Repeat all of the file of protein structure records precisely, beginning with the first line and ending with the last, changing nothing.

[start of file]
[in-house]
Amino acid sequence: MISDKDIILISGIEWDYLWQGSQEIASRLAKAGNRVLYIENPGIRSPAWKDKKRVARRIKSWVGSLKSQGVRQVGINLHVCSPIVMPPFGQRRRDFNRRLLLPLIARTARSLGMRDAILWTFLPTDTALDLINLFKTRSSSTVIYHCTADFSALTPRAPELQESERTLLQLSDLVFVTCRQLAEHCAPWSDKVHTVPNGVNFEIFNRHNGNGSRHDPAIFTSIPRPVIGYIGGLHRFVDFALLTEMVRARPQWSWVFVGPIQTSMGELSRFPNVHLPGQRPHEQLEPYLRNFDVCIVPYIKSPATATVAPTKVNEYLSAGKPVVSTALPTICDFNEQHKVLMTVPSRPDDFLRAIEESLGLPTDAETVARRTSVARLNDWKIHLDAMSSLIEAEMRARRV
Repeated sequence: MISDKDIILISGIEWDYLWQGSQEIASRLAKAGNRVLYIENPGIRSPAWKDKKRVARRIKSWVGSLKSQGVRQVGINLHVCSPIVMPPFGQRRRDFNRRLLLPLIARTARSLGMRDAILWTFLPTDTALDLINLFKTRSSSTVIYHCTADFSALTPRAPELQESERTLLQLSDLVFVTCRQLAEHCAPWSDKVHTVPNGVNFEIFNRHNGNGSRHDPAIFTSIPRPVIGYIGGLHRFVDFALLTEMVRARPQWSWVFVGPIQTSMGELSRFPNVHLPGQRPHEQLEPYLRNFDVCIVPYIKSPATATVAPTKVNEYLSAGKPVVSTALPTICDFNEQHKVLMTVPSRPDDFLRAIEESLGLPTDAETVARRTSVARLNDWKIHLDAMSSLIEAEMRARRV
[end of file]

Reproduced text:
[in-house]
Amino acid sequence: MISDKDIILISGIEWDYLWQGSQEIASRLAKAGNRVLYIENPGIRSPAWKDKKRVARRIKSWVGSLKSQGVRQVGINLHVCSPIVMPPFGQRRRDFNRRLLLPLIARTARSLGMRDAILWTFLPTDTALDLINLFKTRSSSTVIYHCTADFSALTPRAPELQESERTLLQLSDLVFVTCRQLAEHCAPWSDKVHTVPNGVNFEIFNRHNGNGSRHDPAIFTSIPRPVIGYIGGLHRFVDFALLTEMVRARPQWSWVFVGPIQTSMGELSRFPNVHLPGQRPHEQLEPYLRNFDVCIVPYIKSPATATVAPTKVNEYLSAGKPVVSTALPTICDFNEQHKVLMTVPSRPDDFLRAIEESLGLPTDAETVARRTSVARLNDWKIHLDAMSSLIEAEMRARRV
Repeated sequence: MISDKDIILISGIEWDYLWQGSQEIASRLAKAGNRVLYIENPGIRSPAWKDKKRVARRIKSWVGSLKSQGVRQVGINLHVCSPIVMPPFGQRRRDFNRRLLLPLIARTARSLGMRDAILWTFLPTDTALDLINLFKTRSSSTVIYHCTADFSALTPRAPELQESERTLLQLSDLVFVTCRQLAEHCAPWSDKVHTVPNGVNFEIFNRHNGNGSRHDPAIFTSIPRPVIGYIGGLHRFVDFALLTEMVRARPQWSWVFVGPIQTSMGELSRFPNVHLPGQRPHEQLEPYLRNFDVCIVPYIKSPATATVAPTKVNEYLSAGKPVVSTALPTICDFNEQHKVLMTVPSRPDDFLRAIEESLGLPTDAETVARRTSVARLNDWKIHLDAMSSLIEAEMRARRV